Recent advances in human and veterinary oncology have changed the way we look at the outcome of treating a patient with cancer. In essence, less emphasis is placed on cure at all costs and more emphasis is placed on tumour control, such that the patient can live with cancer as a chronic disease (e.g. like osteoarthritis or diabetes). The aim here is to allow the patient to live with the tumour, as long as it is causing few or no problems, rather than suffering from it as it grows. This may mean keeping the tumour the same size, rather than trying to get it to shrink or disappear. In this respect, a new approach to the administration of anti-cancer drugs, metronomic chemotherapy, has proven very successful.
Metronomic chemotherapy refers to the continuous administration (e.g. daily or every other day) of low doses of chemotherapeutic drugs with few or no rest periods. This treatment works not only by killing the cancer cells directly (like ‘standard’ chemotherapy), but also by depriving the tumour of its blood supply by stopping new blood vessels from forming, and helping the immune system to mount a response against the tumour.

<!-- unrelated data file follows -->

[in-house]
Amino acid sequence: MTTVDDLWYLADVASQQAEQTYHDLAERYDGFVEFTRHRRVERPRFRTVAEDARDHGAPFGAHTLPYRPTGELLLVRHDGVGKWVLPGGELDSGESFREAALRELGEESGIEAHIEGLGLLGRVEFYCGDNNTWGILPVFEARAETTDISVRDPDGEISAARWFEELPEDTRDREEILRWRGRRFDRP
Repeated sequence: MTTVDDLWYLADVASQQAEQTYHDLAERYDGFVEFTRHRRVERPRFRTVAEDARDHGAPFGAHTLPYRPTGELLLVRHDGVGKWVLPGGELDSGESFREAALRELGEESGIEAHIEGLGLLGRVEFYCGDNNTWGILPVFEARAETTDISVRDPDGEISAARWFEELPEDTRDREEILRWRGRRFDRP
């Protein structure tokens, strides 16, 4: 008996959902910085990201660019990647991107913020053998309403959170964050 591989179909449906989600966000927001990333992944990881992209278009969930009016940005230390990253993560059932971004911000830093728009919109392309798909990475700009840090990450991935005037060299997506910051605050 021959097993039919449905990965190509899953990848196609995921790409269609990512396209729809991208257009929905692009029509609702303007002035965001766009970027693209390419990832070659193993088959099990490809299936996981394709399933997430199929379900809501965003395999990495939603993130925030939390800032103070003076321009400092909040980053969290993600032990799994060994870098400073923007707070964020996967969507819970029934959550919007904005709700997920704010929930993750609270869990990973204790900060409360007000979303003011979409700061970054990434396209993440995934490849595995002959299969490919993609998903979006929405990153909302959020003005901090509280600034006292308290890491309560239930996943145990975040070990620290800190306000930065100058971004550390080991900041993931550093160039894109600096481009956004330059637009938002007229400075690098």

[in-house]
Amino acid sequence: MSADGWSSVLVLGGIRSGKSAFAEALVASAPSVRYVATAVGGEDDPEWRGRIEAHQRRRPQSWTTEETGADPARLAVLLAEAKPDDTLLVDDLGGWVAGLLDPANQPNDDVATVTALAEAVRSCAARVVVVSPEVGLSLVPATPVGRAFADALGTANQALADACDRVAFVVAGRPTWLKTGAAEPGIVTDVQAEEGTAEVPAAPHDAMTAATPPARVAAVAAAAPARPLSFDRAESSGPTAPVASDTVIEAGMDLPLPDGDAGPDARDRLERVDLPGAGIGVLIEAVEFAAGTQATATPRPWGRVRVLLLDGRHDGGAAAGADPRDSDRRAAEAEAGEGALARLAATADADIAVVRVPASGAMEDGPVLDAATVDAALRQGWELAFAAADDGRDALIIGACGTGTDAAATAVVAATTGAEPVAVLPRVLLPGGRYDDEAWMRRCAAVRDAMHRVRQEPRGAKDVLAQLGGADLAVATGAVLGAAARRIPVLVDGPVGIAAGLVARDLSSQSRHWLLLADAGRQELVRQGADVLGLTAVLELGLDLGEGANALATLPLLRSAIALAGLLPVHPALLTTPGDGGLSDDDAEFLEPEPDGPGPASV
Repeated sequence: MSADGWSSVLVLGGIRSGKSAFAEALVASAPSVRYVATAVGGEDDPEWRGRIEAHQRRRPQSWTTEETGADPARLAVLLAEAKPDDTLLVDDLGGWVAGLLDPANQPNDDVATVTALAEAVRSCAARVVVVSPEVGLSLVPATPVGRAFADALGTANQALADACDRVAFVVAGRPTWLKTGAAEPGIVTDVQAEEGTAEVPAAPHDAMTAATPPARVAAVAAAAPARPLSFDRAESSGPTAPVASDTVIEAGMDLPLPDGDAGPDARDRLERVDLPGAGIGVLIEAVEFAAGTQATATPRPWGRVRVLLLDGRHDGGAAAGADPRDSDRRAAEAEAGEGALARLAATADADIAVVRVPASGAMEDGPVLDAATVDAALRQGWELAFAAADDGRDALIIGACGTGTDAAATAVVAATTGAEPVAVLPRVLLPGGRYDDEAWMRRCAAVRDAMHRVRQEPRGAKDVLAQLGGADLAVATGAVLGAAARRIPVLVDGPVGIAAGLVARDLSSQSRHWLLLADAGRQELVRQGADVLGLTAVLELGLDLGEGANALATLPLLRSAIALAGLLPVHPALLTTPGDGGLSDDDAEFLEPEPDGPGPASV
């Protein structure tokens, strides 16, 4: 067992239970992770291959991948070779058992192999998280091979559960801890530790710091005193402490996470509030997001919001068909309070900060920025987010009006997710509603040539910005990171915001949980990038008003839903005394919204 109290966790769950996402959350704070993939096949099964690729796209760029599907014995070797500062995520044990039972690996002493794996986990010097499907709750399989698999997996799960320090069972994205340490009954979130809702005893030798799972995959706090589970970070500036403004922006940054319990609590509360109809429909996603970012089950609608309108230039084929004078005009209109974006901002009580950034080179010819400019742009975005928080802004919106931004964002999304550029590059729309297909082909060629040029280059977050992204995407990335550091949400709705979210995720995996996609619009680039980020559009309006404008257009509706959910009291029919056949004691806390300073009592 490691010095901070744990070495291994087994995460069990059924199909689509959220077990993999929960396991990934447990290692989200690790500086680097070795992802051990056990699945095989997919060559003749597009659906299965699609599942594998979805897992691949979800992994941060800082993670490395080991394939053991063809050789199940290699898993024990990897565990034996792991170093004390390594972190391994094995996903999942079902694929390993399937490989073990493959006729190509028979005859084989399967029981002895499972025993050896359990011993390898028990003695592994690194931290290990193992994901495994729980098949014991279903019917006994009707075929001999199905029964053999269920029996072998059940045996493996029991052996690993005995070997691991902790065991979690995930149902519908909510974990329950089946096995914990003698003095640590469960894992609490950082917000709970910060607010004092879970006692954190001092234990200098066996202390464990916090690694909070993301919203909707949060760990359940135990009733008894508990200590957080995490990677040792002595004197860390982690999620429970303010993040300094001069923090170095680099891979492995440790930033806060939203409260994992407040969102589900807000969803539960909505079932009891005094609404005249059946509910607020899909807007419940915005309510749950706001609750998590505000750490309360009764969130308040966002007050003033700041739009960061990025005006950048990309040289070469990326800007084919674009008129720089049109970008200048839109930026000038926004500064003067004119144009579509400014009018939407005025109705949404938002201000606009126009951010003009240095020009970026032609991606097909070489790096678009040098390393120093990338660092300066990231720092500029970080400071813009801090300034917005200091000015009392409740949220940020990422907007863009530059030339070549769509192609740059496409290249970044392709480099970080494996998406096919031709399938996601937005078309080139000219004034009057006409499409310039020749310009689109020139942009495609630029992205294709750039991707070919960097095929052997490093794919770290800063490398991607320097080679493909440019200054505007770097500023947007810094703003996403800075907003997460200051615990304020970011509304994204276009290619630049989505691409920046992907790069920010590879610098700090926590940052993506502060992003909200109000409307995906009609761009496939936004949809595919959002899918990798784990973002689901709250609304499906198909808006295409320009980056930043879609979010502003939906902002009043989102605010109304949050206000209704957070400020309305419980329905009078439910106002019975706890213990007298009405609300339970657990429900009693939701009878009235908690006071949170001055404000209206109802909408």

What is Metronomic Chemotherapy?
Recent advances in human and veterinary oncology have changed the way we look at the outcome of treating a patient with cancer. In essence, less emphasis is placed on cure at all costs and more emphasis is placed on tumour control, such that the patient can live with cancer as a chronic disease (e.g. like osteoarthritis or diabetes). The aim here is to allow the patient to live with the tumour, as long as it is causing few or no problems, rather than suffering from it as it grows. This may mean keeping the tumour the same size, rather than trying to get it to shrink or disappear. In this respect, a new approach to the administration of anti-cancer drugs, metronomic chemotherapy, has proven very successful.